Record number of Indigenous artists showcased in this year’s Sydney Contemporary

Fleur Connick

Cover image: Zan Wimberley

 

Sydney Contemporary art fair is renowned as being one of the most anticipated and celebrated cultural events in Australia. 

 

In celebration and acknowledgement of the United Nations Year of Indigenous Languages, there are 19 galleries this year exhibiting work by Aboriginal and Torres Strait Islander artists, which is considerably higher in comparison to previous years. 

 

Additionally, Deutsche Bank—a principal partner of Sydney Contemporary—chose to showcase ‘Mapping Memory’, curated by Sharni Jones, an Indigenous woman from the Kabi Kabi and Waka Waka Nations, in the VIP lounge.

 

“It’s both an honour and a privilege to be the first Aboriginal whose artwork was acquired by Deutsche Bank for the Australian art collection,” said Jones. “Mapping memory is the concept of mapping intergenerational memory. Intergenerational memory is often associated with trauma and genocide, compelling amidst the enduring colonial onslaught of local and global histories.”

 

‘Winners are Grinners’ by Alex Seton (credit: Zan Wimberley)

 

The Year of Indigenous Languages was initiated in 2019 by the United Nations to raise awareness of the repercussions of loss of Indigenous languages, with the objective to establish reconciliation and peace, and restore connection between languages.

 

Tim Etchells, founder of Sydney Contemporary, described how the galleries have really ‘upped-the-ante’ this year: “It is definitely the best fair to date. It looks stunning, the galleries have really invested into the fair and the artworks. This is very much a world class art fair.”

 

Etchells emphasised his pride towards the growth of the art fair, announcing that last year Sydney Contemporary made $21 million in sales and predicted that this year they were expecting over $25 million.

 

“I’m proud because this week will be the most concentrated week of art sales in Australia this year,” said Etchells.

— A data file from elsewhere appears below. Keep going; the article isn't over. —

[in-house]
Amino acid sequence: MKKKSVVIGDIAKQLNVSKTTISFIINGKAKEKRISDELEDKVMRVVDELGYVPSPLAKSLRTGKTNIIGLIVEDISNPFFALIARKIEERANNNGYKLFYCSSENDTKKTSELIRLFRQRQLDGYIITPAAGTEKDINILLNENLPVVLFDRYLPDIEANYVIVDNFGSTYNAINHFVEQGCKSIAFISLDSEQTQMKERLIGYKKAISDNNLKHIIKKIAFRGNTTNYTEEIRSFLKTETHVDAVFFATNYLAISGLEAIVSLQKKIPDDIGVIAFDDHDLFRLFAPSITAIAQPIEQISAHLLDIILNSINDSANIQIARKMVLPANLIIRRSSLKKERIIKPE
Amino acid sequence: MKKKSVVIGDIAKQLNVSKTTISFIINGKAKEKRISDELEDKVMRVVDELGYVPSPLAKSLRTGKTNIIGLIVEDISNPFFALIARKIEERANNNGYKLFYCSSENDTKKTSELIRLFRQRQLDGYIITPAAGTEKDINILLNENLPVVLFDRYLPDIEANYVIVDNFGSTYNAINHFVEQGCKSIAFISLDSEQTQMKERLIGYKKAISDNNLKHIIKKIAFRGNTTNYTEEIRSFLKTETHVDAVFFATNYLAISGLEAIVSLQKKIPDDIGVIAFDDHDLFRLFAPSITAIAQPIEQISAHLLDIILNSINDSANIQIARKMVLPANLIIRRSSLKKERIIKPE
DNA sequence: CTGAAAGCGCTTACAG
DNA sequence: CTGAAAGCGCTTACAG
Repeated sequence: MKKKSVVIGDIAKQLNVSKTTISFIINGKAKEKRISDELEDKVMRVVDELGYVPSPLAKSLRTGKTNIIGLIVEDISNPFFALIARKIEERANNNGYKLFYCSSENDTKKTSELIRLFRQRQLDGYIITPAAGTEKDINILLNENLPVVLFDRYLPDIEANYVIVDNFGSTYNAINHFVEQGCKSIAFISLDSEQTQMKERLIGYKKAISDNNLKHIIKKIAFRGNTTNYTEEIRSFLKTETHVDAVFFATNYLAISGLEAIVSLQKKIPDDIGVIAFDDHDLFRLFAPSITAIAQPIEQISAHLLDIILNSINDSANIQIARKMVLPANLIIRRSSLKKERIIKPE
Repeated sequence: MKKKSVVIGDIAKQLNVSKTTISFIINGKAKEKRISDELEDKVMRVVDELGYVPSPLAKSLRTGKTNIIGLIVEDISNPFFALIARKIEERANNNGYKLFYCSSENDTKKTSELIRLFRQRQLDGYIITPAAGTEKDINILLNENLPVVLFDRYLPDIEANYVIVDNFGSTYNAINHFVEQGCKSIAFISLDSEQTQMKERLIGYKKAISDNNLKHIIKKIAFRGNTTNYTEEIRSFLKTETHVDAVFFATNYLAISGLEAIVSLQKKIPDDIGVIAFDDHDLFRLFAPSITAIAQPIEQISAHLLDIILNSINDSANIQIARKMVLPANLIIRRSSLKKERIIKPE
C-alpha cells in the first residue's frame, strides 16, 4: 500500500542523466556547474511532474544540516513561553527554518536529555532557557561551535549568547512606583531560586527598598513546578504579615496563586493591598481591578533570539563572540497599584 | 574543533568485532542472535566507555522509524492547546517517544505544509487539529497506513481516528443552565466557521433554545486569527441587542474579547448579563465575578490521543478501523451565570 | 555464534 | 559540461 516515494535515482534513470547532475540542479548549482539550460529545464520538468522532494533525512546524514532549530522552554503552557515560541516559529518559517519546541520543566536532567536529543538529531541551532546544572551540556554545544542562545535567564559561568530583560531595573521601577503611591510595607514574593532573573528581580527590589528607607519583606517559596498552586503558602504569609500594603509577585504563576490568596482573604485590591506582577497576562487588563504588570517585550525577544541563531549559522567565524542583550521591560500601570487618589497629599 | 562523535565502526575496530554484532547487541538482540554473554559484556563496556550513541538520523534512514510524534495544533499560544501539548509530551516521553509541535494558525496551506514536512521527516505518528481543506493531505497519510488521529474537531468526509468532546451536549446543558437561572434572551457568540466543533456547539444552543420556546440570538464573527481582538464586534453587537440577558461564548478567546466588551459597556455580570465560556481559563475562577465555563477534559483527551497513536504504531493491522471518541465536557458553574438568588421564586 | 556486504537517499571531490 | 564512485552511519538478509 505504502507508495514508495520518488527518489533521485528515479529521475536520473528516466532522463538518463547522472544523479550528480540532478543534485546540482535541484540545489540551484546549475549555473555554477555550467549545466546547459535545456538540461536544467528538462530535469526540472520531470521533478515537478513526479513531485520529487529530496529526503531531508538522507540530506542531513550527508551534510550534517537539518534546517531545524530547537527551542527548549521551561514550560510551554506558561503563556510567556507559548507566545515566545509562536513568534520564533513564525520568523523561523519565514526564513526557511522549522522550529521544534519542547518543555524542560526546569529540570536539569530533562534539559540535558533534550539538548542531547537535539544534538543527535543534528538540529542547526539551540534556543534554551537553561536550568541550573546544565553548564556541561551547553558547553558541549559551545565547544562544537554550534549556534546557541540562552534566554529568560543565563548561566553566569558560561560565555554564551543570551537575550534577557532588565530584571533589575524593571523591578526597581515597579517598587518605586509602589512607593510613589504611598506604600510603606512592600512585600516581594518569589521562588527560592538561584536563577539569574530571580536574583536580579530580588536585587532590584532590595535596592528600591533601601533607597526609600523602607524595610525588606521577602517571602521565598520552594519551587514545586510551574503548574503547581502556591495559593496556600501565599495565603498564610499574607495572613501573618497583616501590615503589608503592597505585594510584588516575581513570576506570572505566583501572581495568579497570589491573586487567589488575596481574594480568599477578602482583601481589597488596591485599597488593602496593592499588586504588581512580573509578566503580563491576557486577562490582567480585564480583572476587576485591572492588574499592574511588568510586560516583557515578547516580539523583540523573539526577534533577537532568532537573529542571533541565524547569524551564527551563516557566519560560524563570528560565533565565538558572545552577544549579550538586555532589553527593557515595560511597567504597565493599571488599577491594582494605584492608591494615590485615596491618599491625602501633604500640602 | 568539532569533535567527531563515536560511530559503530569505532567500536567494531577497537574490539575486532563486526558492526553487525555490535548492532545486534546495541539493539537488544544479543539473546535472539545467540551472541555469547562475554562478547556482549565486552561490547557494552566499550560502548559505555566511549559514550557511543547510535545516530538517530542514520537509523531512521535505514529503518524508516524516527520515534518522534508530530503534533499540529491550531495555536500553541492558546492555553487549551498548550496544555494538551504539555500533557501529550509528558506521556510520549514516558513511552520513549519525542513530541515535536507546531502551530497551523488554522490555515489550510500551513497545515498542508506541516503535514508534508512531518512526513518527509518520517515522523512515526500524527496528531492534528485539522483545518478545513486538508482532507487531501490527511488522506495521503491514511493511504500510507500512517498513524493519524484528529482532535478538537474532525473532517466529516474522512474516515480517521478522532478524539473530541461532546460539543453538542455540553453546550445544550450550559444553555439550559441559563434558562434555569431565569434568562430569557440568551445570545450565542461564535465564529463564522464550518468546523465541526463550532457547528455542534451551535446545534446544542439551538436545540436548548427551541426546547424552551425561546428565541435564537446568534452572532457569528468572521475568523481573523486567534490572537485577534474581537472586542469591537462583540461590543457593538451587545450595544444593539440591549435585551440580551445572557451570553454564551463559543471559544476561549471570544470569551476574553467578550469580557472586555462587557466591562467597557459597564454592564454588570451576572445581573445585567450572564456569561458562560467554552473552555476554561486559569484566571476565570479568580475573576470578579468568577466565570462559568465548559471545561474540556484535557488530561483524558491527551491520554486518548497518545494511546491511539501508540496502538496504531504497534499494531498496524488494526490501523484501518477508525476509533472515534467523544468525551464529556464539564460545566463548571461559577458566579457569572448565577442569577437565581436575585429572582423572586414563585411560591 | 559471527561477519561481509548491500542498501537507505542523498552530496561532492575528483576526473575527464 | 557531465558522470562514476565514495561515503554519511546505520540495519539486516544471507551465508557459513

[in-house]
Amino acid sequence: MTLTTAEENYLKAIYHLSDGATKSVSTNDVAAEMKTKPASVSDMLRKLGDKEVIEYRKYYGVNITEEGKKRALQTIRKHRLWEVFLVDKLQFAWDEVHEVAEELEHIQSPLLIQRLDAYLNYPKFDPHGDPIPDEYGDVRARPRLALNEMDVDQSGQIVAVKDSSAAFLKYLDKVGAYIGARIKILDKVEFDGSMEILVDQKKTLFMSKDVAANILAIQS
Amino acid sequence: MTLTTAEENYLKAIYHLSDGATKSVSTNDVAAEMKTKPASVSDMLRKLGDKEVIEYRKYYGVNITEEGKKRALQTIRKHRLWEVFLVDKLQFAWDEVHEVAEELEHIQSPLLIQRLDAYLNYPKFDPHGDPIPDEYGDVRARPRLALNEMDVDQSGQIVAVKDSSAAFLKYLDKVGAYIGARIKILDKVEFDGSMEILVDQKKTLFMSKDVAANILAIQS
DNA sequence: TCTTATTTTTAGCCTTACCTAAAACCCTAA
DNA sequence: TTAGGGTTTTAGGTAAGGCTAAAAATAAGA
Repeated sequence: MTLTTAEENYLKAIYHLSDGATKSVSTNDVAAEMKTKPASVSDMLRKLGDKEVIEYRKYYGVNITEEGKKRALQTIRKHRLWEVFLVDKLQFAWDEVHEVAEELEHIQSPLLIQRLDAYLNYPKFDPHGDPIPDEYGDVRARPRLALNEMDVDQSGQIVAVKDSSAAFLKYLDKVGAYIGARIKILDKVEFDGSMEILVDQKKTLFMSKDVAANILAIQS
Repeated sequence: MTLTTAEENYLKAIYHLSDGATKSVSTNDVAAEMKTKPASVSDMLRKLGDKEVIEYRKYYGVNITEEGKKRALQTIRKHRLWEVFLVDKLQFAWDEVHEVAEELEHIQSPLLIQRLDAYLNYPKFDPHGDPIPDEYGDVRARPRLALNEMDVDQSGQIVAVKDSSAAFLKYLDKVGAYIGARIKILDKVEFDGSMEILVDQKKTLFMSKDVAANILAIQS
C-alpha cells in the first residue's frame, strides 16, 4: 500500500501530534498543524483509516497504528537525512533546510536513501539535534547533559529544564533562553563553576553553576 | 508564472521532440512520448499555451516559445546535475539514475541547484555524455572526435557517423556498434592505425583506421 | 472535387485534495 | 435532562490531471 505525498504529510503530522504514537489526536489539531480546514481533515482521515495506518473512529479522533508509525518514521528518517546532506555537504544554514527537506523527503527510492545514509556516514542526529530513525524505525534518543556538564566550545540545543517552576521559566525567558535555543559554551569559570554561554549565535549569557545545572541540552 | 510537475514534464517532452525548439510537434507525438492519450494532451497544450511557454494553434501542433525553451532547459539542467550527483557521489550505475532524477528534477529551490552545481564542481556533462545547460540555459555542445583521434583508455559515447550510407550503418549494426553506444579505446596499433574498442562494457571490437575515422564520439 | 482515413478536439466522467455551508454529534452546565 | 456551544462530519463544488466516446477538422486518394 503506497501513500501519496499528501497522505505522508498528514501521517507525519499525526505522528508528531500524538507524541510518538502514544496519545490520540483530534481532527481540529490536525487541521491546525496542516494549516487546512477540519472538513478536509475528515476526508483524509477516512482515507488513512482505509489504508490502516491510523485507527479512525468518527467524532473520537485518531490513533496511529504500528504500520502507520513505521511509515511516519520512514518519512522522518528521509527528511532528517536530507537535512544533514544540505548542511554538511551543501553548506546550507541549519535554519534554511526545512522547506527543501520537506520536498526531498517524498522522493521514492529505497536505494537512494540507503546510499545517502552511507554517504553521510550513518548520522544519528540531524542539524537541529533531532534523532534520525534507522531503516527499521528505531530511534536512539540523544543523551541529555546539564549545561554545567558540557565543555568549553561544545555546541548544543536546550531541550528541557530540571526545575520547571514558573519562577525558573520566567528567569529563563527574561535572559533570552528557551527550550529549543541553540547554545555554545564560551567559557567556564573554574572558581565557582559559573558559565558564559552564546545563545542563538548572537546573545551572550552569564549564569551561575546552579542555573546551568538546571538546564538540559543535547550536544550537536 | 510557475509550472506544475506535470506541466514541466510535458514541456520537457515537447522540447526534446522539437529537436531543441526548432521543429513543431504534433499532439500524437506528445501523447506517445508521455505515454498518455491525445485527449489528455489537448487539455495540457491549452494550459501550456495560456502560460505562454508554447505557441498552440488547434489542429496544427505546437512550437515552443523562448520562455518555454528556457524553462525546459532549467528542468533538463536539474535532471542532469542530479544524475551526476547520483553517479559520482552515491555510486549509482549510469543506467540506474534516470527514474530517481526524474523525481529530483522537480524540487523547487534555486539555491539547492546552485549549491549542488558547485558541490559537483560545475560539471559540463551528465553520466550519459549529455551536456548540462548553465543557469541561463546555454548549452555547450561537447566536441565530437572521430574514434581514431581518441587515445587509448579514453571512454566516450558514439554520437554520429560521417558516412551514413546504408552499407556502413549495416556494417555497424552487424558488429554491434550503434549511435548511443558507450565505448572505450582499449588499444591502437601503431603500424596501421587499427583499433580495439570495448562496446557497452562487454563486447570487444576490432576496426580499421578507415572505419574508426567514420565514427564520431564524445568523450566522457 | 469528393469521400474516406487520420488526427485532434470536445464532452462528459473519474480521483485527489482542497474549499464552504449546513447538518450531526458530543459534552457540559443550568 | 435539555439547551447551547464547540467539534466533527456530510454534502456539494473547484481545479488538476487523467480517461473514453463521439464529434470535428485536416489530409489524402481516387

‘Filters II’ by Consuelo Cavaniglia (credit: Fleur Connick)

 

According to the Australia Council of Arts, the latest reports show Indigenous artworks are a major contributor to the arts economy and generated $53 million in art sales between 20082012. 

 

Fair Director, Barry Keldoulis, has witnessed the collectors’ growing interest towards Indigenous art and a genuine resurgence in the market. At last year’s Sydney Contemporary, a John Mawurndjul bark painting was bought at a record price of $140,000. “The engagement is deepening, domestically and internationally, perhaps because of an ongoing improvement in the wider population’s appreciation and respect for the indigenous cultures. Many of the leading Australian contemporary art galleries have a substantial percentage of Indigenous artists within their stable,” said Keldoulis. 

 

Sydney Contemporary will be open to the public from September 12th15th at Carriageworks. This year is already being regarded as Sydney Contemporary’s largest collection of diverse artworks from more than 450 artists from over 34 countries including Australia, New Zealand, Japan, Hong Kong, Singapore, France, South Africa, and many more.

 

High ceilings, exposed brick and steel, and walls of glass beside concrete, the Victorian industrial site is an attraction itself. Walking through the former 1888 Eveleigh Carriage Workshops building, you’re struck by its grand scale. Many of the installations are site specific and change with the time and weather. 

 

‘Align in Silence’ by Antonia Mrljak Curatorial (credit: Zan Wimberley)

 

“We know most fairs are held in boring conventional centers but Carriageworks is a magnificent marriage of Victorian industrial construction and contemporary theatrical and architectural interventions,” said Keldoulis. Your senses are overwhelmed by the bright and colourful artworks, juxtaposed against the dull industrial backdrop. The artwork on display ranges from playful and experimental to thought-provoking and confronting. 

 

Highlighted programs include Talk Contemporary, Installation Contemporary, Performance Contemporary, and Kid Contemporary. For an unmissable bird’s-eye view of the art fair, it is recommended to climb the ‘Tower of Power’ by Claire Healy and Sean Cordeiro.

 

Alongside more than 90 galleries on display, there are curated sectors for installation, video art, and performance. Additionally, the program includes engaging panel discussions, guided tours, and educational workshops.

 

Some of the galleries which support and are exhibiting Indigenous art include Black Square Arts, Coogee Art Gallery, Alcaston gallery, Apy Gallery, and Whaling Road Studio. The investment and display of Indigenous artwork in national art fairs, such as Sydney Contemporary, is vital in raising awareness and respect for First Nation peoples’ culture and artistic practice.

 

‘Suspension Painting’ by Gregory Hodge (credit: Fleur Connick)

 

Sydney Contemporary 2019 has a vast array of talent from new and old artists. Some highlights include the contemporary installations such as Gregory Hodge’s ‘Suspension Painting’ and Consuelo Cavaniglia’s ‘Filters II’. Artists such as Tiger Yaltangki, James Drinkwater, Sam Field, Patrick Hall, Hannah Quinlivan, Amanda Davies, Clara Adolphs, and Barbara Davidson all come to mind when I attempt to narrow down some of my own personal favourites. 

 

Immersing yourself in this year’s Sydney Contemporary art fair is an experience that I guarantee you won’t regret.

 

For more information about Sydney Contemporary and their program, see their website